ACC/AHA/SCAI 2014 health policy statement on structured reporting for the cardiac catheterization laboratory: A report of the american college of cardiology clinical quality committee

Timothy A. Sanborn, James E. Tcheng, H. Vernon Anderson, Charles E. Chambers, Sharon L. Cheatham, Matthew V. Decaro, Jeremy C. Durack, Allen D. Everett, John B. Gordon, William E. Hammond, Ziyad M. Hijazi, Vikram S. Kashyap, Merrill Knudtson, Michael J. Landzberg, Marco A. Martinez-Rios, Lisa A. Riggs, Kui Hian Sim, David J. Slotwiner, Harry Solomon, Wilson Y. SzetoBonnie H. Weiner, William S. Weintraub, John R. Windle

Research output: Contribution to journalReview articlepeer-review

15 Scopus citations


The final report is an essential component of every invasive and operative procedure. This vital document records key data used to assess indications and appropriateness of care, details technical aspects of the procedure, describes findings and observations, lists results and calculations, provides the interpretation of the study, and conveys patient care recommendations. In addition to providing essential information to the entire team of care providers, the final report is utilized in billing and inventory management, process and performance improvement, outcomes analysis, teaching and education, and as a data source for registries. 1 The final report is a legal medical record document and should be of the highest quality so as to optimize both patient outcomes and institutional operational efficiencies. A structured report generated by a structured reporting process is the most suitable vehicle for these goals, but this approach is only slowly being adopted despite prior recommendations and endorsements. This HPS is intended to provide a general model for structured reporting for invasive and interventional cardiovascular procedures and thus catalyze and accelerate implementation of structured reporting. Through endorsement of this document, the cardiovascular community recognizes the critical importance of structured reporting and calls for its uniform adoption. The general principles of structured reporting in cardiovascular imaging are well established. Information should be captured as data rather than prose; these data should flow bidirectionally to and from the EHR for subsequent presentation and analysis. The final report should be clear, concise, organized, consistent, reproducible, understandable, and in a format that is flexible to accommodate evolutionary procedural changes and documentation requirements. Key considerations for generating a structured report are discussed in detail, with a structured procedure report prototype included for modeling purposes. The prototype final report is segmented into 3 principal sections. The first section (front page) is a single (physical) page that contains the highest value clinical information. Because angiography is inherently visual, the second section is dedicated to the graphical representations of the findings and (optionally) images imported into the report. The body (third section) contains all of the remaining data presented as a series of structured, formatted tables. Procedure-specific content is outlined for diagnostic cardiac catheterization, percutaneous coronary intervention (PCI), peripheral vascular and cerebral vascular procedures, valvular heart disease including transcatheter aortic valve replacement (TAVR), structural and congenital heart disease (CHD), and combination procedures. The concepts enumerated in this HPS are applicable to nonsurgical endovascular procedures performed in a cardiac catheterization laboratory, hybrid catheterization/operating room suite, and interventional/neuroradiology suite. Universal adoption of structured reporting for invasive cardiovascular imaging procedures requires the acknowledgment of its potential benefits and acceptance of the responsibilities entailed. In order to stimulate structured reporting implementation, key groups including physician operators, catheterization laboratory personnel, the software vendor community, and leadership of registries must be on the forefront of advocating the adoption of structured reporting. The ACC/AHA/ Society for Cardiovascular Angiography and Interventions Foundation (SCAI) recognize that the development and deployment of structured reporting will be an ongoing process and, therefore, strongly encourage the view that structured reporting be considered one component of the overall quality improvement imperative for cardiovascular care.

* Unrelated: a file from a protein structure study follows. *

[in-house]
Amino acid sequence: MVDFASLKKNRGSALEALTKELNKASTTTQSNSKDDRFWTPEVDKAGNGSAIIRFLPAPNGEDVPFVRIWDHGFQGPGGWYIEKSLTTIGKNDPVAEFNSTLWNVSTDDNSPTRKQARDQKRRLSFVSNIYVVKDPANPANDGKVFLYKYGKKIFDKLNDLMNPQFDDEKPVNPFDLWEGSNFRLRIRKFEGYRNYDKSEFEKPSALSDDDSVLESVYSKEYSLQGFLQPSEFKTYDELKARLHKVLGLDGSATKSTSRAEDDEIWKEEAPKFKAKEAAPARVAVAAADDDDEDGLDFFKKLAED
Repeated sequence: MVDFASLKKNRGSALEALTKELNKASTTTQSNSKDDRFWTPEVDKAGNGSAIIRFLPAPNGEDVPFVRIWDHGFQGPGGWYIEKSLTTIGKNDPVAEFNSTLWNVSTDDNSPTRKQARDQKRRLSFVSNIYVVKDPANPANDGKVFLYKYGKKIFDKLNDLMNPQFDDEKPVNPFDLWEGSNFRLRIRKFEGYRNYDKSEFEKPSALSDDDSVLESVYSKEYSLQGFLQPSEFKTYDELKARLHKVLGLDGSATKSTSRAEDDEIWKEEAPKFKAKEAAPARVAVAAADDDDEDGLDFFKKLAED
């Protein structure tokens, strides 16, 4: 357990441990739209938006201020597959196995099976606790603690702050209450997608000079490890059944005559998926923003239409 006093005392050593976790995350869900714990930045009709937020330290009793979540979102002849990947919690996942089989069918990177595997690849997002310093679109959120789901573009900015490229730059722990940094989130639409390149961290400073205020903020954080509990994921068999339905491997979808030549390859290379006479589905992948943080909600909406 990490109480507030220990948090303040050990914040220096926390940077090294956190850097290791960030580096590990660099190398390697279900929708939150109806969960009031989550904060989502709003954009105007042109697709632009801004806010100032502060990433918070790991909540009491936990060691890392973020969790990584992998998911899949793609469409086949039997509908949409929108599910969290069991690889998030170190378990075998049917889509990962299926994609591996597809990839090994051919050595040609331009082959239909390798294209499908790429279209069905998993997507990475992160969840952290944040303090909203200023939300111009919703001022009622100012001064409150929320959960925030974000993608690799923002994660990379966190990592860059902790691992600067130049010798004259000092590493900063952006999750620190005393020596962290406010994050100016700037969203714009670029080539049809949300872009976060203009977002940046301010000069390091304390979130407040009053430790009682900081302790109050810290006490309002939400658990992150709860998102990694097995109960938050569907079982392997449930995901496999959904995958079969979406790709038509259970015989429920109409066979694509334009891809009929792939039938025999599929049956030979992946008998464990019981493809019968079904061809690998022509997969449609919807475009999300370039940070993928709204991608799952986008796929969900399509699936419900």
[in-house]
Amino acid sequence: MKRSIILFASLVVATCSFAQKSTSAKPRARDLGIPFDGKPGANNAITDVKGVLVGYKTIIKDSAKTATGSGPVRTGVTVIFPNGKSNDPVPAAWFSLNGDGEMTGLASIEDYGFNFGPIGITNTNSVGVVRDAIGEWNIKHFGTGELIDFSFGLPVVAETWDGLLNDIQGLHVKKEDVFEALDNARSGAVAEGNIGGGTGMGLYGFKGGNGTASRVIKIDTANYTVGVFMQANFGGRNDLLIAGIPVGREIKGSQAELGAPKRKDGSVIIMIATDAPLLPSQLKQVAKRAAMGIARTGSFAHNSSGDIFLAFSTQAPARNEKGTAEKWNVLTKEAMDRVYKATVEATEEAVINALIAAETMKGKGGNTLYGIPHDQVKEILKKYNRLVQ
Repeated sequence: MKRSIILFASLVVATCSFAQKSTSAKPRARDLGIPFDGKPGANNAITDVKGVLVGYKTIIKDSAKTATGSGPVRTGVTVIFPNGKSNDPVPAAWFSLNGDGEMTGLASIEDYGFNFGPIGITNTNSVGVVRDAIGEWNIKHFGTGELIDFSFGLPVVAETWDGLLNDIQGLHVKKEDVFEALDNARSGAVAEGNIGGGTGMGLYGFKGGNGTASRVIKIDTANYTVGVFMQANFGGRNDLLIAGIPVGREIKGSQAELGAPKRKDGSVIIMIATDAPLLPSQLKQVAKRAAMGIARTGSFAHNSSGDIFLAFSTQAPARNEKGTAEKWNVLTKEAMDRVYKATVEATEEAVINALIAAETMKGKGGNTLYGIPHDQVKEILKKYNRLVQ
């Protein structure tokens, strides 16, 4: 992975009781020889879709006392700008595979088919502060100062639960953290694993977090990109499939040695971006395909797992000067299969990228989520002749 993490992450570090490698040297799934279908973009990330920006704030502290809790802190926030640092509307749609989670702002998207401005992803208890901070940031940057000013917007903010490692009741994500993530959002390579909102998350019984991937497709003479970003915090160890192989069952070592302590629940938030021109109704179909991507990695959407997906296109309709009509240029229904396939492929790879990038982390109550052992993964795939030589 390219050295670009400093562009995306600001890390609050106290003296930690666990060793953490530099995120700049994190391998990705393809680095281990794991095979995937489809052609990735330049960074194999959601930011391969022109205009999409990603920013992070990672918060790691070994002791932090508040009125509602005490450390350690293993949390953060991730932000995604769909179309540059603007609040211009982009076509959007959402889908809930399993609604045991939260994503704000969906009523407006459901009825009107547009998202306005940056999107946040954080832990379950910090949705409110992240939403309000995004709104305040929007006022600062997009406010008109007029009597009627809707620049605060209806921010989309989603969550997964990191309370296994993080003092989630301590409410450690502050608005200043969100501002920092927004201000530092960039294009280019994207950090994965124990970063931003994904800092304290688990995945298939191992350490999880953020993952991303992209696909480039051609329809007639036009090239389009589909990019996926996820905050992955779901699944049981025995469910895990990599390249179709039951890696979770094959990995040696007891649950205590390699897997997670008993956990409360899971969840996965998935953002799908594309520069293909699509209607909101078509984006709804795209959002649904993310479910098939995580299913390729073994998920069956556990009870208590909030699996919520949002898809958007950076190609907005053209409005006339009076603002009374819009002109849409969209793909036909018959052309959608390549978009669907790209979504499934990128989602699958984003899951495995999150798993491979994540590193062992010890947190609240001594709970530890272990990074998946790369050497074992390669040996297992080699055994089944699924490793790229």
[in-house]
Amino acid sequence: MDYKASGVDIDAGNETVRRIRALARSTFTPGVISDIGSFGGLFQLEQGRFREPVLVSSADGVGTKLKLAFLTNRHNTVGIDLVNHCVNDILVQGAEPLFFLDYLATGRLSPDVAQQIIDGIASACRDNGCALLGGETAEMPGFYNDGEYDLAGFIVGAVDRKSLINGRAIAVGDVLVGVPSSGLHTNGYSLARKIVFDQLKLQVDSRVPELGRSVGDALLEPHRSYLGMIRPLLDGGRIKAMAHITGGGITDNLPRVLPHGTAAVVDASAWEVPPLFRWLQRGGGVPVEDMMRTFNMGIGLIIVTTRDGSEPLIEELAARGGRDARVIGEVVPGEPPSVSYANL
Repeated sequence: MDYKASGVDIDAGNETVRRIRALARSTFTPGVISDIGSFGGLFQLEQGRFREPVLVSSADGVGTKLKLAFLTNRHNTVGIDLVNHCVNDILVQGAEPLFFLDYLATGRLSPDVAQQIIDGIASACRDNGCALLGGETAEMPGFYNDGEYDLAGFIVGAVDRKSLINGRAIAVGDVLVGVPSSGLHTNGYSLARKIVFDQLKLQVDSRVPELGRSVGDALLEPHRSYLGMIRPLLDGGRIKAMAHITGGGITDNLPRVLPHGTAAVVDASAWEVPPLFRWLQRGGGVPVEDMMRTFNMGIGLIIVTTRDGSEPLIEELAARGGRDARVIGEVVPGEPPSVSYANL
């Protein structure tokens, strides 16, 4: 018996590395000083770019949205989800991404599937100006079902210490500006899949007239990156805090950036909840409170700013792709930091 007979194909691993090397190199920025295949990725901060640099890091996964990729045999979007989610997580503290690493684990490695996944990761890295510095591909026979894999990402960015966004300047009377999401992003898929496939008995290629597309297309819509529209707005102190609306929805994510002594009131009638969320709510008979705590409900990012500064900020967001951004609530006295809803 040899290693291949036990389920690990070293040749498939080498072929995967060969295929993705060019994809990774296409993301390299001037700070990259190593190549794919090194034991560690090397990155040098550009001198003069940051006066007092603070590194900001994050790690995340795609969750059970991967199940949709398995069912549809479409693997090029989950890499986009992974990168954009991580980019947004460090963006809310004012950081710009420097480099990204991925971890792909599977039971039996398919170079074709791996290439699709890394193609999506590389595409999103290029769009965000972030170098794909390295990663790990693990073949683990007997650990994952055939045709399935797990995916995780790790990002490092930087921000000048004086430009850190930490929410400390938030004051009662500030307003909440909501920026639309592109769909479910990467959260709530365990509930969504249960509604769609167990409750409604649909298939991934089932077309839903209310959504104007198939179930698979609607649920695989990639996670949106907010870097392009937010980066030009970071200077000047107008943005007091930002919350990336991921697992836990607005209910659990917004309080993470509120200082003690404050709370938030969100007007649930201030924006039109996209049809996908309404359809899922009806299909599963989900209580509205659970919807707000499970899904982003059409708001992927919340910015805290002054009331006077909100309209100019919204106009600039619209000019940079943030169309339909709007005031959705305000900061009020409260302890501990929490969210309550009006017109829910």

Original languageEnglish (US)
Pages (from-to)2578-2609
Number of pages32
Issue number24
StatePublished - Jun 17 2014

All Science Journal Classification (ASJC) codes

  • Cardiology and Cardiovascular Medicine
  • Physiology (medical)


Dive into the research topics of 'ACC/AHA/SCAI 2014 health policy statement on structured reporting for the cardiac catheterization laboratory: A report of the american college of cardiology clinical quality committee'. Together they form a unique fingerprint.

Cite this